As reported by multiple news outlets, the Portland, Oregon, city council has recently enacted a “groundbreaking” policy that provides bereavement leave for employees who undergo an abortion.”
According to CNBC, Pittsburgh, PA was the first US city to pass legislation allowing for employees’ bereavement leave for causes like miscarriage, in vitro failure, or an abortion. Both cities extend a three-day bereavement leave.
Apparently, other cities including Boston and Waterloo, Iowa are considering similar enactments.
These policies pose an intriguing question: What are these employees bereaving?
The Merriam-Webster online dictionary defines bereavement as “the state of being sad because a friend or family member has died.”
Dictionary.com offers this definition: “1. a period of mourning after a loss, especially after the death of a loved one: 2. state of intense grief, as after the loss of a loved one.”
Both Pittsburgh and Portland (known as a “staunchly pro-choice” city) are acknowledging a death has occurred.
If abortion is just a medical procedure like any other procedure, like having your tonsils or appendix removed, why a “bereavement leave”?
Gabriel Vance, director of external affairs for the pro-life group Created Equal, offered this explanation in a facebook live video.
“What they are acknowledging is that abortion is a tragic loss – that somebody dies in an abortion. So if you’re getting bereavement leave for an abortion, they are acknowledging that there is a loss of someone – that someone died.”
“And who is that? That’s the baby, who is a human being, who is a person.”
Ironically, in their attempt to further normalize and remove the stigma of an abortion it is a “tacit admission that a life was lost” Vance observed.
Twenty-six times the Bible speaks of pregnant women as being “with child.” Luke, the physician, records that Elisabeth, the mother of John, the Immerser, conceived a son (1:35). In verse 41 the doctor wrote, “the baby leaped in her womb.” It is the same Greek word that Luke uses to describe Jesus after he was born (2:12,16). God views the unborn baby and the newborn baby in the same way. Both are living human beings.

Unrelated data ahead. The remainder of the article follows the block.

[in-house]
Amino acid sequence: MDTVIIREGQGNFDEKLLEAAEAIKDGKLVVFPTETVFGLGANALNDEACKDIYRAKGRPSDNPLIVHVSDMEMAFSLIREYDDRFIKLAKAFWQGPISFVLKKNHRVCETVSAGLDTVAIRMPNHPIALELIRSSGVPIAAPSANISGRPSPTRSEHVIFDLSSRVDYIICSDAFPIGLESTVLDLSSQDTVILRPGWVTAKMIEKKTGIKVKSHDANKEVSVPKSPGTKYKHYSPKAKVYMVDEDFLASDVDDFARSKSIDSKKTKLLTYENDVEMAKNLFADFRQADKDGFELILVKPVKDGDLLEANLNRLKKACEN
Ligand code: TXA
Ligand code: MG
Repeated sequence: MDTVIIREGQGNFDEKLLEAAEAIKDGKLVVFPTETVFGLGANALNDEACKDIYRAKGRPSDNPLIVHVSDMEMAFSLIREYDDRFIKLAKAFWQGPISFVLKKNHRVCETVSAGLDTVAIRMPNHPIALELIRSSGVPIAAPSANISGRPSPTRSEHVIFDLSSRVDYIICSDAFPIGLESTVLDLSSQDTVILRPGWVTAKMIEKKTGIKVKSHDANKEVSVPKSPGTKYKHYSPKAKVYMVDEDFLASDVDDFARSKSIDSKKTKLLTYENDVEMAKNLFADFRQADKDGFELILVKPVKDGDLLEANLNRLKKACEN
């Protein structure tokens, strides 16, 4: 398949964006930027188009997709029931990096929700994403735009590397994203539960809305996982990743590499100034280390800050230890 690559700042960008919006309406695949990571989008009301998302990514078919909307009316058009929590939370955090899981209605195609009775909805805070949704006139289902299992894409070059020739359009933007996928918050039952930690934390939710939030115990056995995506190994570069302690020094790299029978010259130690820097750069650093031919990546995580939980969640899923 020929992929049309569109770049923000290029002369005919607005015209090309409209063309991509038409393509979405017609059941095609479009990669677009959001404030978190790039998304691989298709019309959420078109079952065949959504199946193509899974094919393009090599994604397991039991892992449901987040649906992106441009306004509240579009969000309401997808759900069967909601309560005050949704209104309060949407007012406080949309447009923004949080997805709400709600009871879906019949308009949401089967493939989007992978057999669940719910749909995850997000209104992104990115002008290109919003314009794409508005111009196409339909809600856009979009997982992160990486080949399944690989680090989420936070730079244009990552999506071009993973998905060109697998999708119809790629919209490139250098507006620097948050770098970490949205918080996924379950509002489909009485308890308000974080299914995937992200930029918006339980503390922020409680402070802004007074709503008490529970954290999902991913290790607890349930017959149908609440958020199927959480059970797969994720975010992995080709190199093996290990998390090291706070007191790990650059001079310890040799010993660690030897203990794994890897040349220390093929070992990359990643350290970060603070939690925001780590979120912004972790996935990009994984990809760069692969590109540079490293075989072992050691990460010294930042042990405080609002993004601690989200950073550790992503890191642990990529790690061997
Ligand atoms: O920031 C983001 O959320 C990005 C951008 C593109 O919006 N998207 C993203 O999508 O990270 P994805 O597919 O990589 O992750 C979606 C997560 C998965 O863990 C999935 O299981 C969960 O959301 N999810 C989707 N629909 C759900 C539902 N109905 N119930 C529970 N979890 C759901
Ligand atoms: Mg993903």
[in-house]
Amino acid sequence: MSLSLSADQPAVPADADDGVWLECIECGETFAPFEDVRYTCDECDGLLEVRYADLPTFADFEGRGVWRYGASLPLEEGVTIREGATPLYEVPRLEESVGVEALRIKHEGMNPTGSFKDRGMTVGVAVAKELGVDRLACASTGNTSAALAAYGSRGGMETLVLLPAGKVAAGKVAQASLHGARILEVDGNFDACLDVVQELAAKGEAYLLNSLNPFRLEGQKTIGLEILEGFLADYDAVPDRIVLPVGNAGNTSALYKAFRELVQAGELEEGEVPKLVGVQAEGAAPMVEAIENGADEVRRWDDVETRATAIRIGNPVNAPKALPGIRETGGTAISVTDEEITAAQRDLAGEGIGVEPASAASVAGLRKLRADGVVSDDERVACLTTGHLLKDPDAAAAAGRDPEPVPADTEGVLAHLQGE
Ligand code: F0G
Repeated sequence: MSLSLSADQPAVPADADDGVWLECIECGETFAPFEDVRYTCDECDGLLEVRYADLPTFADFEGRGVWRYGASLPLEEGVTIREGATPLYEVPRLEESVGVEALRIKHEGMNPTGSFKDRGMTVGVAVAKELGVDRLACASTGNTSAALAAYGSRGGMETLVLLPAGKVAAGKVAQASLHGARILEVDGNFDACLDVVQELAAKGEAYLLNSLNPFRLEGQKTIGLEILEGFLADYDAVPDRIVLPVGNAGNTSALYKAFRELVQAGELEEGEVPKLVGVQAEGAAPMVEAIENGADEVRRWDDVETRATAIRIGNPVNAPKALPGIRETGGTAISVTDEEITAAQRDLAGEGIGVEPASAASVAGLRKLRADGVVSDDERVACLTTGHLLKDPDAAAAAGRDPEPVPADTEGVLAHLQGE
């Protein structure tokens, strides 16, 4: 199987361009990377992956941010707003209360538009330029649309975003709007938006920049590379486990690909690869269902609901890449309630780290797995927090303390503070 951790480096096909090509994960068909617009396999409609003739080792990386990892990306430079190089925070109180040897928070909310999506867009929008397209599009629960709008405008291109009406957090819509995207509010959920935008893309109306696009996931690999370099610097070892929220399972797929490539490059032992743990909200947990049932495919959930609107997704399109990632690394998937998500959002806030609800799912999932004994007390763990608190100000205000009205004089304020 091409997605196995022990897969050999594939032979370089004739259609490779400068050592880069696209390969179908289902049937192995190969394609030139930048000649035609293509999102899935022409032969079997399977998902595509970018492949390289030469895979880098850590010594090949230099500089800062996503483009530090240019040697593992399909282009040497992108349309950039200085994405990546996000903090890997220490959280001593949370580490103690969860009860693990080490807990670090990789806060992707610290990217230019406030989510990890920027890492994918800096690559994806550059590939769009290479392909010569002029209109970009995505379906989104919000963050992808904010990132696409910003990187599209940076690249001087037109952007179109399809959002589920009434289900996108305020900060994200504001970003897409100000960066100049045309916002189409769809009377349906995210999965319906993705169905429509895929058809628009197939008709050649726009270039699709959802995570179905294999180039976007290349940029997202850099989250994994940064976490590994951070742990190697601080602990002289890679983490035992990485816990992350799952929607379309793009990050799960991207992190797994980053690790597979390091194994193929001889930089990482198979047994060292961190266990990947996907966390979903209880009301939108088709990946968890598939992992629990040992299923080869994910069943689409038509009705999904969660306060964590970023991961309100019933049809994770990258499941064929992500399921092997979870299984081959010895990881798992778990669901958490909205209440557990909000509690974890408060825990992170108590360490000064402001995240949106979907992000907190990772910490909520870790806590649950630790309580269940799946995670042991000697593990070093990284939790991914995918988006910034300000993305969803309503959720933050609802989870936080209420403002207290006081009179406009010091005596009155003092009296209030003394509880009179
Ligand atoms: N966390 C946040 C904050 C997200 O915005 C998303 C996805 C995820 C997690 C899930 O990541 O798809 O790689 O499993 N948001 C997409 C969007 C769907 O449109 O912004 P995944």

The Psalmist David proclaimed that God knew him as a human being in his mother’s womb (Ps. 139:13-16).
Both the prophets Isaiah and Jeremiah spoke of God knowing them by name while still unborn in the womb (Isa. 49:1; Jer. 1:5).
In the midst of his suffering Job cried out, “Or why was I not hidden like a stillborn child. Like infants who never saw light?” (Job 3:16).
In all of these passages, the unborn is referred to as a baby. An infant. A child. A person.
In a January 2020 Christianity Today article by Maria Baer, “Abortion Regret Isn’t a Myth,” those involved in post-abortion ministry report the women they’ve counseled deal with sadness, sorrow, and shame for years following their abortion. Indeed, there is bereavement over their loss.
The Silent No More Campaign, a project of Priests for Life and Anglicans for Life, has hosted 6,469 women and men sharing their abortion testimonies. “I Regret My Abortion” is a slogan on its campaign protest signs.
Bereavement over the death of a child is natural. As well as distressing, painful, and agonizing. So, it’s reasonable that terminating the life of a child through abortion would produce similar, if not more excruciating emotions.
As a country, we ought to declare a national period of bereavement over the loss of more than 62 million children since the Roe v Wade decision in 1973.
–Ken Weliever, The Preacherman